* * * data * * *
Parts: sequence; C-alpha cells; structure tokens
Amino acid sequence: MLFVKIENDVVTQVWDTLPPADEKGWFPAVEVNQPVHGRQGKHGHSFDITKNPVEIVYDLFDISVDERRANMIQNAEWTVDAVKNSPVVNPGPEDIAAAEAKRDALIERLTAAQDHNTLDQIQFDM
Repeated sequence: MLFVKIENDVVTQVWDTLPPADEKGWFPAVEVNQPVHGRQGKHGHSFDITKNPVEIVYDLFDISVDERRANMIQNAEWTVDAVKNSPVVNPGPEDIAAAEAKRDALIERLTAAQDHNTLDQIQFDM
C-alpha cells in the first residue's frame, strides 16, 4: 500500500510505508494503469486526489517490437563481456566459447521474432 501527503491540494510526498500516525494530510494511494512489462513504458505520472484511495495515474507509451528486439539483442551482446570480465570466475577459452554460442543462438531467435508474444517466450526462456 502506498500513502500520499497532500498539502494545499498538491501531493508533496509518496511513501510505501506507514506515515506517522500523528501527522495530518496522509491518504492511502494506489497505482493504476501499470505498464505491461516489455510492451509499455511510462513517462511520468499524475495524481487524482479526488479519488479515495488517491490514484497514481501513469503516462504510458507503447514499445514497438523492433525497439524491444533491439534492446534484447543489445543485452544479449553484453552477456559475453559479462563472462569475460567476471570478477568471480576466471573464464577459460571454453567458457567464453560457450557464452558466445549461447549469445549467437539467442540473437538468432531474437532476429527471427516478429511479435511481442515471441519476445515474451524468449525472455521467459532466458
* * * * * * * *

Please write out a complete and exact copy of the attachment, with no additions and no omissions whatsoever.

Parts: sequence; C-alpha cells; structure tokens
Amino acid sequence: MLFVKIENDVVTQVWDTLPPADEKGWFPAVEVNQPVHGRQGKHGHSFDITKNPVEIVYDLFDISVDERRANMIQNAEWTVDAVKNSPVVNPGPEDIAAAEAKRDALIERLTAAQDHNTLDQIQFDM
Repeated sequence: MLFVKIENDVVTQVWDTLPPADEKGWFPAVEVNQPVHGRQGKHGHSFDITKNPVEIVYDLFDISVDERRANMIQNAEWTVDAVKNSPVVNPGPEDIAAAEAKRDALIERLTAAQDHNTLDQIQFDM
C-alpha cells in the first residue's frame, strides 16, 4: 500500500510505508494503469486526489517490437563481456566459447521474432 501527503491540494510526498500516525494530510494511494512489462513504458505520472484511495495515474507509451528486439539483442551482446570480465570466475577459452554460442543462438531467435508474444517466450526462456 502506498500513502500520499497532500498539502494545499498538491501531493508533496509518496511513501510505501506507514506515515506517522500523528501527522495530518496522509491518504492511502494506489497505482493504476501499470505498464505491461516489455510492451509499455511510462513517462511520468499524475495524481487524482479526488479519488479515495488517491490514484497514481501513469503516462504510458507503447514499445514497438523492433525497439524491444533491439534492446534484447543489445543485452544479449553484453552477456559475453559479462563472462569475460567476471570478477568471480576466471573464464577459460571454453567458457567464453560457450557464452558466445549461447549469445549467437539467442540473437538468432531474437532476429527471427516478429511479435511481442515471441519476445515474451524468449525472455521467459532466458